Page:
Wednesday, February 29, 2012

Out of the Past: Ballywhinney Girl by Eve Bunting

We found her in the bog,
where she had lain so long.

They came, the archaeologists...

"They found some flowers beside her,
lupin and wild roses." the sergeant says.

I saw her dawdling along the lanes
the way I do.
I heard her singing as she walked.

What is the meaning of time? Young Maeve, who with her grandfather finds the small body in the bog, suddenly sees that theirs is not a crime story, but a sudden view into the past of more than a thousand years ago. And when she learns that the dark figure in the Irish bog was that of a young girl, a girl her age with fair hair like hers, someone who wandered those fields and gathered wild flowers as she herself has done many times, she suddenly sees the past, not as something separate, something you hear or read about, but as a continuum, one in which she is also moving, caught up in events not altogether within her will.

In those fragile but perfectly preserved flower petals Maeve sees the all-too-human heart, like her own, a girl who walked the steps that she walks now, where someday someone else may walk in her place, and in memoriam she lays a flat stone on the place where she had rested, feeling that the girl is still there in spirit.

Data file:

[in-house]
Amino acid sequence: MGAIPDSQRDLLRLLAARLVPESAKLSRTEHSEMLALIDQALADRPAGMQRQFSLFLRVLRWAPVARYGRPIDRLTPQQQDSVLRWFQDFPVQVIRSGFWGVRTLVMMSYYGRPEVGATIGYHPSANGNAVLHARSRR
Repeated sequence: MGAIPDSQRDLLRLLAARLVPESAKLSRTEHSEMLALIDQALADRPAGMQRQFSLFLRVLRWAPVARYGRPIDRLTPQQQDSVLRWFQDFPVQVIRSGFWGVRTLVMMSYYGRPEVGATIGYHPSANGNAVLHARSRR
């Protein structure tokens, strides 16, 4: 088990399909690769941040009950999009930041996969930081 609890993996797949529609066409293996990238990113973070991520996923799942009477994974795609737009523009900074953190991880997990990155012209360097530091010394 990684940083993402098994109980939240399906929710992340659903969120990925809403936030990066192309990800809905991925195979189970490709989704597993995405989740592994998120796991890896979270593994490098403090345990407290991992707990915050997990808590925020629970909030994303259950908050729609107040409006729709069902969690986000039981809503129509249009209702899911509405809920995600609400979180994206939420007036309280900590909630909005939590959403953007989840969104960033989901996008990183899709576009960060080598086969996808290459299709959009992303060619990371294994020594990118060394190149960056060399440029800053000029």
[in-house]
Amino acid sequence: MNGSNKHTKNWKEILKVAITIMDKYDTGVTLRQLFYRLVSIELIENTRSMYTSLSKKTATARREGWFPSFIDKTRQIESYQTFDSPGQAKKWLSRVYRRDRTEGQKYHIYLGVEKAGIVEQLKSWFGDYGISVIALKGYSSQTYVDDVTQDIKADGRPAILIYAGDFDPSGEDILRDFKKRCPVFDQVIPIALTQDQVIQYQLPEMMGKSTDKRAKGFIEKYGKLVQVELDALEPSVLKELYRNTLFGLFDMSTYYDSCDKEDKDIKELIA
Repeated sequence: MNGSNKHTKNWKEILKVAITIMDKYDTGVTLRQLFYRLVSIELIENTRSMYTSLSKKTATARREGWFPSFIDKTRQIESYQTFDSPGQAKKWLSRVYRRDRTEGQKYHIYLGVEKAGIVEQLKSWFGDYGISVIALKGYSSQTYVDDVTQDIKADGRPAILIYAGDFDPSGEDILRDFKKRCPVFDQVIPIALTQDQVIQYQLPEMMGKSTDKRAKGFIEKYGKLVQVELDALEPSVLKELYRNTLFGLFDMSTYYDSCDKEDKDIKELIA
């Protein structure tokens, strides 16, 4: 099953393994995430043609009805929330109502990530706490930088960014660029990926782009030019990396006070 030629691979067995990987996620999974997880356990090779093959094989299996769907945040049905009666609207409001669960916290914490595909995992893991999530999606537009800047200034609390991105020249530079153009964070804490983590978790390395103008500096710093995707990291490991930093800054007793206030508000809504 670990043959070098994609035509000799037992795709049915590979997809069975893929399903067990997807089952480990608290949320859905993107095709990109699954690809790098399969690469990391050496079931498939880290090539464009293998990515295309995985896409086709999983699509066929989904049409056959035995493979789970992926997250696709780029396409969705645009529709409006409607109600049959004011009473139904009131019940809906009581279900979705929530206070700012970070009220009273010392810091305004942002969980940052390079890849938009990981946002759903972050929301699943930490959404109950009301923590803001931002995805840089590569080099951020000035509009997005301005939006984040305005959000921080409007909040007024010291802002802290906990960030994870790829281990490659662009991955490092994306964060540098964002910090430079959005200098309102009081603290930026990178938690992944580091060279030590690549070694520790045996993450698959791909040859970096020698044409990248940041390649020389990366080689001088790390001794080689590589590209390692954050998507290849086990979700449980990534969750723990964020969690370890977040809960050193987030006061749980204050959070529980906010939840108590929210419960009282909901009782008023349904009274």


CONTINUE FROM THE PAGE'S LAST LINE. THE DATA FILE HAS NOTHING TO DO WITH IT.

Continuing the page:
She carries flowers,
blue lupin, and wild roses.
Her ghost-light steps
are gentle on the place
where long ago she fell.

In their forthcoming Ballywhinney Girl (Houghton Mifflin Harcourt, 2012) Caldecott winners Eve Bunting and Emily Arnold McCully join their talents to portray the intriguing science mystery of an archaeological find, a bog mummy almost perfectly preserved, and the deeper philosophical theme of time itself. Time is a river into which we all step, the poets and thinkers tell us, and the young Maeve is everychild at the moment in which that vast sweep of time becomes conceivable, made tangible by the feeling of kinship she recognizes in the long-dead child. Eve Bunting's narrative, a sort of musical blank verse, presents this difficult theme seamlessly, with McCully's soft and evocative watercolor illustrations subtly reinforcing this theme. Ballywhinney Girl takes young readers along in what may be for some their first conscious step into that deep river which sweeps us all along.

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